Amazon Prime 17 Day Shipping

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It’s the middle of summer and I had to wait 17 days for an Amazon Prime order to arrive. I was looking for the best price on a personal care product. I found a 2 pack on Amazon for $11, which was about a 40% discount. But I didn’t notice that the item was from a third-party seller located in New York who had a 29% one-star rating. It turns out that quite a few third-party sellers are located in either New York, California, or Florida. These are the three States that I try to avoid when ordering online. Often it is not the fault of the seller and blame for a late delivery is put on the US postal service. In this case, the tracking information said that the package was picked up on the 11th of July, but there was no updated tracking for the next 14 days.

On the 14th day, when it was time to place a refund request with Amazon, suddenly the package started moving through the postal system. The new delivery date was July 26 to July 28. I decided to wait, and the package finally arrived on the 28th, 17 days after I had placed the order. The only unusual thing about the product was that it was made in the UK, which I thought was weird. Anyway, I’ll probably never know why the package sat in a New York postal sorting center for two weeks. Another online order, this time from Ebay, is also running late. This one was from a seller in a State next door to mine. The seller’s address is a town just south of Madison, WI. But instead of the package going to Madison, it went to a USPS sorting center in Milwaukee 80 miles away. This added an extra 3 days to the shipping time. The package is due to arrive today, with 5 days for shipping. It is another item that I didn’t need urgently, but it feels like USPS is charging us more for a much less efficient service.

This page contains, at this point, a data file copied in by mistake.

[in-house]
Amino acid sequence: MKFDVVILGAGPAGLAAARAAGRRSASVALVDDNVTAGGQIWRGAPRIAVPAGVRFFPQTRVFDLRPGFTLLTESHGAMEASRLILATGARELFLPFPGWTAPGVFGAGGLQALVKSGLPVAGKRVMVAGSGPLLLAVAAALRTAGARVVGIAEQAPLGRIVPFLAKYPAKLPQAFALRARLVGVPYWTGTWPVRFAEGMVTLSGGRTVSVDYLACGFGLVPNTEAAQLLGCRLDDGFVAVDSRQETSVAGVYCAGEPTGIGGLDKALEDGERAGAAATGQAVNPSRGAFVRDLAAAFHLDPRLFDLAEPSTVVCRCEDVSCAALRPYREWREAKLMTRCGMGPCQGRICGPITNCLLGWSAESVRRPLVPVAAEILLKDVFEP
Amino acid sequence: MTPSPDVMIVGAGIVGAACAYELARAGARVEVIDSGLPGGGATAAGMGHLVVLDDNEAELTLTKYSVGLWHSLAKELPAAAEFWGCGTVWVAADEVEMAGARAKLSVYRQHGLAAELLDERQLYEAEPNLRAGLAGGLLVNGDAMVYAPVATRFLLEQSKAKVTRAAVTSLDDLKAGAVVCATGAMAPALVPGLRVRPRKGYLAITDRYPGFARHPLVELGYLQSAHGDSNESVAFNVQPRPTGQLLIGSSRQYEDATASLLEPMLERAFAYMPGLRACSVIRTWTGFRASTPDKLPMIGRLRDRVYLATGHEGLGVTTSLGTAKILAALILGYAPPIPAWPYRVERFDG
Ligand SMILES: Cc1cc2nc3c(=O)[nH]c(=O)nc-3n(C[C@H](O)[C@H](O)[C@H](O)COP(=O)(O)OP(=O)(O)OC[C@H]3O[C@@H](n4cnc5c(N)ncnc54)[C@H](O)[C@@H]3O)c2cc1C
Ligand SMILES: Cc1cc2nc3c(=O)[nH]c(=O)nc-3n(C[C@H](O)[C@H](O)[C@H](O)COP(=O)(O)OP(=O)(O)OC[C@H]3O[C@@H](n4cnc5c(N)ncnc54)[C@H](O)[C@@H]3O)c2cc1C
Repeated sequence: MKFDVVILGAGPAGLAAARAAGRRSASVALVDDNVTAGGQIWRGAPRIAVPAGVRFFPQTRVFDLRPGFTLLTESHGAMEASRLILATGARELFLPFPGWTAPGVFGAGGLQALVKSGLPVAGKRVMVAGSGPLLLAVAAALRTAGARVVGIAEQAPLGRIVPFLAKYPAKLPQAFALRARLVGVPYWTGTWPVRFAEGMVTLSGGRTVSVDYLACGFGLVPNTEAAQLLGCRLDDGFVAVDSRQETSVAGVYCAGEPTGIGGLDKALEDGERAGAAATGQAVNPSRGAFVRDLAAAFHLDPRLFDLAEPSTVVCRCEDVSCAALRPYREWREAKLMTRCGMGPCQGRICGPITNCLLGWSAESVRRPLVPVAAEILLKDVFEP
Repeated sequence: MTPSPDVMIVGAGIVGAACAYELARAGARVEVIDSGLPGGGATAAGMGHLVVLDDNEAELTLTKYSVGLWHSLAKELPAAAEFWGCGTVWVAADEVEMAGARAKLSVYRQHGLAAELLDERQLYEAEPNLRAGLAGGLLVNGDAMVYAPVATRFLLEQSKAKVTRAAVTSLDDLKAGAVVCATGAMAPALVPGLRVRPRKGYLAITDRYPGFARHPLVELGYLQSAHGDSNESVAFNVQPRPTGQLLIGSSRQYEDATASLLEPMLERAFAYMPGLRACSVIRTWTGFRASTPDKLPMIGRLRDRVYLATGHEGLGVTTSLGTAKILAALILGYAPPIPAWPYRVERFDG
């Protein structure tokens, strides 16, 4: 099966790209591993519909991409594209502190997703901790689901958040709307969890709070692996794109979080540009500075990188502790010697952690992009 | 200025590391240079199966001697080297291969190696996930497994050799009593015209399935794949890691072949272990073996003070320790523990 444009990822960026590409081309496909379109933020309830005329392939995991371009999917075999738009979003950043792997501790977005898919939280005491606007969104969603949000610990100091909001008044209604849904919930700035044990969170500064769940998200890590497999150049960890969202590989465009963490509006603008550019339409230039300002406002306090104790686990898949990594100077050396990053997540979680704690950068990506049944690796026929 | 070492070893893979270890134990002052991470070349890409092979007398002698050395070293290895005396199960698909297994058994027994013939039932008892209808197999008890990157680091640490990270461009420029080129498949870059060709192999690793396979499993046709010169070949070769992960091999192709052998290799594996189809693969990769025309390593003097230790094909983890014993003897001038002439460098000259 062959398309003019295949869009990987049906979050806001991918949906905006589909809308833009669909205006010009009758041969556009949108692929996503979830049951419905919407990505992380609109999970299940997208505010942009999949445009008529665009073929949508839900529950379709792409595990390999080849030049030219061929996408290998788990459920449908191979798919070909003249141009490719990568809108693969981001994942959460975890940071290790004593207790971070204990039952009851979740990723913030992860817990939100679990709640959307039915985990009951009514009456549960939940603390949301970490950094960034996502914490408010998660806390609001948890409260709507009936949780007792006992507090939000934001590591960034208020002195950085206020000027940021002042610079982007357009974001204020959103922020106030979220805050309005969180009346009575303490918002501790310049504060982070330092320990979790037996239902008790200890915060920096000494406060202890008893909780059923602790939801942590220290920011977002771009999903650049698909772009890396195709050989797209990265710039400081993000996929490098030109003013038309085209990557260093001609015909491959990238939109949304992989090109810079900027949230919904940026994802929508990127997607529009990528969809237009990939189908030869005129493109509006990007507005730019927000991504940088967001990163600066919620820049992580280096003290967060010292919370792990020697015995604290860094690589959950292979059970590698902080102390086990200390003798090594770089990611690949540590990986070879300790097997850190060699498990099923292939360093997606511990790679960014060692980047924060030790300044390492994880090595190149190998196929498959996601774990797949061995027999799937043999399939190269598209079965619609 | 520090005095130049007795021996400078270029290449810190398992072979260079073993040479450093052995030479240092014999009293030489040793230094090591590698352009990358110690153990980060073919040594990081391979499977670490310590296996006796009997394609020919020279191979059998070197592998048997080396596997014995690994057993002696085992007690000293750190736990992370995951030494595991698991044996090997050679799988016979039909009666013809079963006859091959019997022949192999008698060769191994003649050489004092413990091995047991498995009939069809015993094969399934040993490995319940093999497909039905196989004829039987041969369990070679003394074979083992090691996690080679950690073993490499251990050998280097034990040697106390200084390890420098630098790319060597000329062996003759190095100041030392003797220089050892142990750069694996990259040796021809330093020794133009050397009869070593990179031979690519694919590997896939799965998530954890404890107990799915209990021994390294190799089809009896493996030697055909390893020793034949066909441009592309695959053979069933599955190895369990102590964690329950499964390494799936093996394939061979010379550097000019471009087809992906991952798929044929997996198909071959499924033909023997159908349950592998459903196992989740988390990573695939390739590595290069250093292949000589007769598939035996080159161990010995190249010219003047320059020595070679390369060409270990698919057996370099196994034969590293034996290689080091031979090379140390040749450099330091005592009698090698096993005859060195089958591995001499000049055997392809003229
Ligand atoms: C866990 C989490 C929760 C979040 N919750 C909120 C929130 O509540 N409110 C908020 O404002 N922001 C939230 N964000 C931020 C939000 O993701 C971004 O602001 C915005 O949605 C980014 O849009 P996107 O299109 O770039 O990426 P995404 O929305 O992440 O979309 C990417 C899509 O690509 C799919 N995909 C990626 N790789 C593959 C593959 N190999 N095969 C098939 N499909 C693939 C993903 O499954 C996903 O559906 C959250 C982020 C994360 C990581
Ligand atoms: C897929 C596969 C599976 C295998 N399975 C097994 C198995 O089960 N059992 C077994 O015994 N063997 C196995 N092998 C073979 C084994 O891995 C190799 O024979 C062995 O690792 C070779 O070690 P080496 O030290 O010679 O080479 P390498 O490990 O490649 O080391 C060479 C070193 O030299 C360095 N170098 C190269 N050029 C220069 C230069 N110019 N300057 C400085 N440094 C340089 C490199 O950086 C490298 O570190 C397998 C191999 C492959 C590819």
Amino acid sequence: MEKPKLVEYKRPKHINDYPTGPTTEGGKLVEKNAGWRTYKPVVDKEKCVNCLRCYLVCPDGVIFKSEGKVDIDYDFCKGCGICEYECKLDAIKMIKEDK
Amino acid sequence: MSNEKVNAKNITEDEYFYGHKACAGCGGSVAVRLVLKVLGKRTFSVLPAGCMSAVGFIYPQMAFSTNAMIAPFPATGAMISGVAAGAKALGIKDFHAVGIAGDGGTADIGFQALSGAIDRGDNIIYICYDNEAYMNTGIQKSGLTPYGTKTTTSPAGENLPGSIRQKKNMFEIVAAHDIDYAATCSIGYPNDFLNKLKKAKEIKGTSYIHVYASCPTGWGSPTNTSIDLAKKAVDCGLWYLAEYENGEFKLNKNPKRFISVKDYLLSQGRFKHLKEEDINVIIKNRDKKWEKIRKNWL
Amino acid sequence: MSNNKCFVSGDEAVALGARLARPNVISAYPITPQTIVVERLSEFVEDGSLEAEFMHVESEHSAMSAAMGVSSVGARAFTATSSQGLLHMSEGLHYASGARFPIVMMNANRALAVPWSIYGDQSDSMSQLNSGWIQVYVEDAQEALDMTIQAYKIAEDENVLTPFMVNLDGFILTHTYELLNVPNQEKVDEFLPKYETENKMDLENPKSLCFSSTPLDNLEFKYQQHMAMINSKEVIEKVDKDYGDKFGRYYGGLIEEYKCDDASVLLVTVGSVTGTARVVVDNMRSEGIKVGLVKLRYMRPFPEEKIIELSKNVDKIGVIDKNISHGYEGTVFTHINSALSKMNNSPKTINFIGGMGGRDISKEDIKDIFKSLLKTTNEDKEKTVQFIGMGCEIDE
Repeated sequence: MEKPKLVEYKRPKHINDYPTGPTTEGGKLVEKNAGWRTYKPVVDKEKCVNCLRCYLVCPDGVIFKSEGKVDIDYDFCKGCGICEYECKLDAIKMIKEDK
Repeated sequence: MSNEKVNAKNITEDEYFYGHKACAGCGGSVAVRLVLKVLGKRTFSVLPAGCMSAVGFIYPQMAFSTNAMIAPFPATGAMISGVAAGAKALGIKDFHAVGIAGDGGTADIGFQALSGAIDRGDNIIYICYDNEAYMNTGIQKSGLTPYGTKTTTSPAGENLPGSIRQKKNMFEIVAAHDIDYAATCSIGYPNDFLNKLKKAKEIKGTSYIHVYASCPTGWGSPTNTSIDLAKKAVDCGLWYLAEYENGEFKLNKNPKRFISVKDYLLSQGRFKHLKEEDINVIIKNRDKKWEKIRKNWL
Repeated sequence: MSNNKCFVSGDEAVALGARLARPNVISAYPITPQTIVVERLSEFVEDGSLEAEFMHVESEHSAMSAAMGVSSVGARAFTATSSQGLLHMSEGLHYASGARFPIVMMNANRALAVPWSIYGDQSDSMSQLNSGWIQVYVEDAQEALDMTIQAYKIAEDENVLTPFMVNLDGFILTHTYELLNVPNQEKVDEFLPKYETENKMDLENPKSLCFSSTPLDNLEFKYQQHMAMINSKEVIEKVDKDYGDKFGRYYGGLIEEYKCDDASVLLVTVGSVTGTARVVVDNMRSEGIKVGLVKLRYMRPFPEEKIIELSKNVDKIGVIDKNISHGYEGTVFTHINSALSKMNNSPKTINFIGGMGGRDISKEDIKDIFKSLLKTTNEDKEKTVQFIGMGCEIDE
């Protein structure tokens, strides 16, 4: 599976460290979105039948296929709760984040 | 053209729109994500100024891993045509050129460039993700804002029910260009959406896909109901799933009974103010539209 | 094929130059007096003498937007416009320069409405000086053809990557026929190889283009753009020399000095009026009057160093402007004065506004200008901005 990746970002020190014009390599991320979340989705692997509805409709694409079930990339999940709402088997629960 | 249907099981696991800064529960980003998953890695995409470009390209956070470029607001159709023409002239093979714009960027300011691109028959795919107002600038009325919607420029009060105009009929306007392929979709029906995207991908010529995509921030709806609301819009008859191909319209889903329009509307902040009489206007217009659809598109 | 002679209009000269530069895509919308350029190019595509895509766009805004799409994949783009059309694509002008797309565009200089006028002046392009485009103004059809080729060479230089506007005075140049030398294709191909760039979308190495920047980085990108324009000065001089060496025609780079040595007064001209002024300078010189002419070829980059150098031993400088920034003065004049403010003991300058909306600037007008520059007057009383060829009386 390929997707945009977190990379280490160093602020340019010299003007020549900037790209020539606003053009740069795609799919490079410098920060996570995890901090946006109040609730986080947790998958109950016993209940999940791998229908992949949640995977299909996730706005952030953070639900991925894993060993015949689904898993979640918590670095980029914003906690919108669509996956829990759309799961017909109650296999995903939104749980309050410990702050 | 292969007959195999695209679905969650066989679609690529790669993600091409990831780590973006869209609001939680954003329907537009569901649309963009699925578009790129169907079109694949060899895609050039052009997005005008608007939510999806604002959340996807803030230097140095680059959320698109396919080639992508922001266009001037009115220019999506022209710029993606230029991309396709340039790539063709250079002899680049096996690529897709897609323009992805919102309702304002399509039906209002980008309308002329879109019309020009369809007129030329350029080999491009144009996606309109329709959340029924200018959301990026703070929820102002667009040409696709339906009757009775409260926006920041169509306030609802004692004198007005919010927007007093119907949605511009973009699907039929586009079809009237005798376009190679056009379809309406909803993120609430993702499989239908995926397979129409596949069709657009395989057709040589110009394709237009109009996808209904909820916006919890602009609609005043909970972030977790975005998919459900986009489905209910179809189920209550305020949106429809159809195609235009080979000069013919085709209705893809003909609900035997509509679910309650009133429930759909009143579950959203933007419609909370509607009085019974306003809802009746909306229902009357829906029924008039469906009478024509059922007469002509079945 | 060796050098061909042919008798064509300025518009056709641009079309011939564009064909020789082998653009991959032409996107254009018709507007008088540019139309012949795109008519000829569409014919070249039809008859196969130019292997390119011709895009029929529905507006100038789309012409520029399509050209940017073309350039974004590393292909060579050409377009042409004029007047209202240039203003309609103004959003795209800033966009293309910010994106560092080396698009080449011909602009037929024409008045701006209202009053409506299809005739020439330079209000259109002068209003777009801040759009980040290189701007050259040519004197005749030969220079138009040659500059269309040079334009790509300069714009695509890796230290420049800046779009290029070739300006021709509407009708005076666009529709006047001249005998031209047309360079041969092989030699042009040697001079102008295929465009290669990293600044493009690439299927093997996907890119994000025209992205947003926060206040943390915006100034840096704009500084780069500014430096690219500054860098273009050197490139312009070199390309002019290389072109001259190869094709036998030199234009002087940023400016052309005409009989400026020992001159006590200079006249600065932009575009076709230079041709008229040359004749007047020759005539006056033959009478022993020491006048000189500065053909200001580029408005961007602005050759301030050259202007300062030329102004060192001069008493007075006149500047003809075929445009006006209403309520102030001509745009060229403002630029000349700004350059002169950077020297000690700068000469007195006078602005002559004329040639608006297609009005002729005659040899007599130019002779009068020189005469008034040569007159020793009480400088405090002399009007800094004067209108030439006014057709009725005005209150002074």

I the past two years I had been placing more online orders with Target. But I recently went to their website to put in an order for some staple items and found prices were noticeably higher than my last order. I found a YouTube video that explains what was going on at Target. It turns out that they have raised prices on the most common items that people buy to compensate for discounts on larger ticket items to reduce inventory. This is having a negative effect on earnings as reflected in a 20% decline in their stock price over the last six months. Target has lost some credibility with many long-time customers by trying to be all inclusive with their marketing and by using improper pricing tactics. This leaves room for an online retailer who can deliver a better experience for customers. Walmart is a lot like Amazon these days. They both host third party sellers and have daily price fluctuations. It leaves customers with a daunting task when trying to shop online.

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